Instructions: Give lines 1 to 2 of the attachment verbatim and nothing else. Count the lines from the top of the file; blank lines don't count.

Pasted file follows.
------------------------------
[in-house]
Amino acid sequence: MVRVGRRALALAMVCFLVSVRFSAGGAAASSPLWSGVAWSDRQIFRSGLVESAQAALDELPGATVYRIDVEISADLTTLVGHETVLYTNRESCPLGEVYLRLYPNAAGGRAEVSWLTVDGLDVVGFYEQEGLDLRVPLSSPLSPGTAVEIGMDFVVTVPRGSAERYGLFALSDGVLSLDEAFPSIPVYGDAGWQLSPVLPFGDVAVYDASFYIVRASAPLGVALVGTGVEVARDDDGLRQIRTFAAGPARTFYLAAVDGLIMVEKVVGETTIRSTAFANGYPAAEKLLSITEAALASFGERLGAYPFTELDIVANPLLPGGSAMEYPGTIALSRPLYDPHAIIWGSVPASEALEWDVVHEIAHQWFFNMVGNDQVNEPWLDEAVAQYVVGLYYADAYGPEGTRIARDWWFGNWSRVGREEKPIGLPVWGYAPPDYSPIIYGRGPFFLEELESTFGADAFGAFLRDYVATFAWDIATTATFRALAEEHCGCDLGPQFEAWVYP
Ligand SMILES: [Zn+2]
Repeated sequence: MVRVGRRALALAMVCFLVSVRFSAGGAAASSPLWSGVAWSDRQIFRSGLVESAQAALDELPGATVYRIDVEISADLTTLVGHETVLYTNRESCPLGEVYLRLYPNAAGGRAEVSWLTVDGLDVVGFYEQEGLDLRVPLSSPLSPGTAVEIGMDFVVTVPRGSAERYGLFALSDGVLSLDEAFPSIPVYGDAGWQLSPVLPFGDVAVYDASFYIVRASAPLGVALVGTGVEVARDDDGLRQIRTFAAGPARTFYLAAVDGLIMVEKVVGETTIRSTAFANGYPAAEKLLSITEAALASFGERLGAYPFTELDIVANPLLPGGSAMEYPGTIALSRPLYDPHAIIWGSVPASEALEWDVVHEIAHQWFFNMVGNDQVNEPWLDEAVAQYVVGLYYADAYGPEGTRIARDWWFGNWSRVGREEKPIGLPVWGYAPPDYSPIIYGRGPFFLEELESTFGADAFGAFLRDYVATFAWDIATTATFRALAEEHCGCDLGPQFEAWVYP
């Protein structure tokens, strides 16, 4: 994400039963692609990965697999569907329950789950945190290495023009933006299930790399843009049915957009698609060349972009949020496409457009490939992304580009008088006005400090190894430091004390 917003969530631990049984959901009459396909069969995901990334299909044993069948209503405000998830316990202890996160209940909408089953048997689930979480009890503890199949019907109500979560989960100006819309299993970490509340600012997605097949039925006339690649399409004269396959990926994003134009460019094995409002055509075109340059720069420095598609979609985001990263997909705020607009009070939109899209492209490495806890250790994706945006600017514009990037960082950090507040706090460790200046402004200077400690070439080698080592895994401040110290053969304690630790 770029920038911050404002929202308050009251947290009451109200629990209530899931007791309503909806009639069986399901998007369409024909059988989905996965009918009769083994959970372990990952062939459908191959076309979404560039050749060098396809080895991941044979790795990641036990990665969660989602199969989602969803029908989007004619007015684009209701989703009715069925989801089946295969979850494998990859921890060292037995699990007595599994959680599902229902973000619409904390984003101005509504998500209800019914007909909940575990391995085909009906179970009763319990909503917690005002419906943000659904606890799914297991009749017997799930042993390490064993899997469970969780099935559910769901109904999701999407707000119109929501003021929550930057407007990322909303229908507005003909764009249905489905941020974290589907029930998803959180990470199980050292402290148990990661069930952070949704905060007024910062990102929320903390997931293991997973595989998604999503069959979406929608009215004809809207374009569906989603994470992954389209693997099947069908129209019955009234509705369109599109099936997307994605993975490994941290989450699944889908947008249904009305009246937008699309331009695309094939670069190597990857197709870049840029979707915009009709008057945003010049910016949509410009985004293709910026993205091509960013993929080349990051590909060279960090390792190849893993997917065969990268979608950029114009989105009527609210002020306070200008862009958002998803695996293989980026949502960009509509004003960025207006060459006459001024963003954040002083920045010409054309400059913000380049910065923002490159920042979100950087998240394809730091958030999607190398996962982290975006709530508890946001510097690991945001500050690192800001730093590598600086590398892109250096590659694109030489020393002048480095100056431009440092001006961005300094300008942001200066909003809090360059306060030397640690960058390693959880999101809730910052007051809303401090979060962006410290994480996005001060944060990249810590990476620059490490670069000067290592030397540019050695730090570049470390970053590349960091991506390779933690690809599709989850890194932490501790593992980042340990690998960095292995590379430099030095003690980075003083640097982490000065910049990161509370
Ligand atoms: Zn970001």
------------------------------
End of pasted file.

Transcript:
[in-house]
Amino acid sequence: MVRVGRRALALAMVCFLVSVRFSAGGAAASSPLWSGVAWSDRQIFRSGLVESAQAALDELPGATVYRIDVEISADLTTLVGHETVLYTNRESCPLGEVYLRLYPNAAGGRAEVSWLTVDGLDVVGFYEQEGLDLRVPLSSPLSPGTAVEIGMDFVVTVPRGSAERYGLFALSDGVLSLDEAFPSIPVYGDAGWQLSPVLPFGDVAVYDASFYIVRASAPLGVALVGTGVEVARDDDGLRQIRTFAAGPARTFYLAAVDGLIMVEKVVGETTIRSTAFANGYPAAEKLLSITEAALASFGERLGAYPFTELDIVANPLLPGGSAMEYPGTIALSRPLYDPHAIIWGSVPASEALEWDVVHEIAHQWFFNMVGNDQVNEPWLDEAVAQYVVGLYYADAYGPEGTRIARDWWFGNWSRVGREEKPIGLPVWGYAPPDYSPIIYGRGPFFLEELESTFGADAFGAFLRDYVATFAWDIATTATFRALAEEHCGCDLGPQFEAWVYP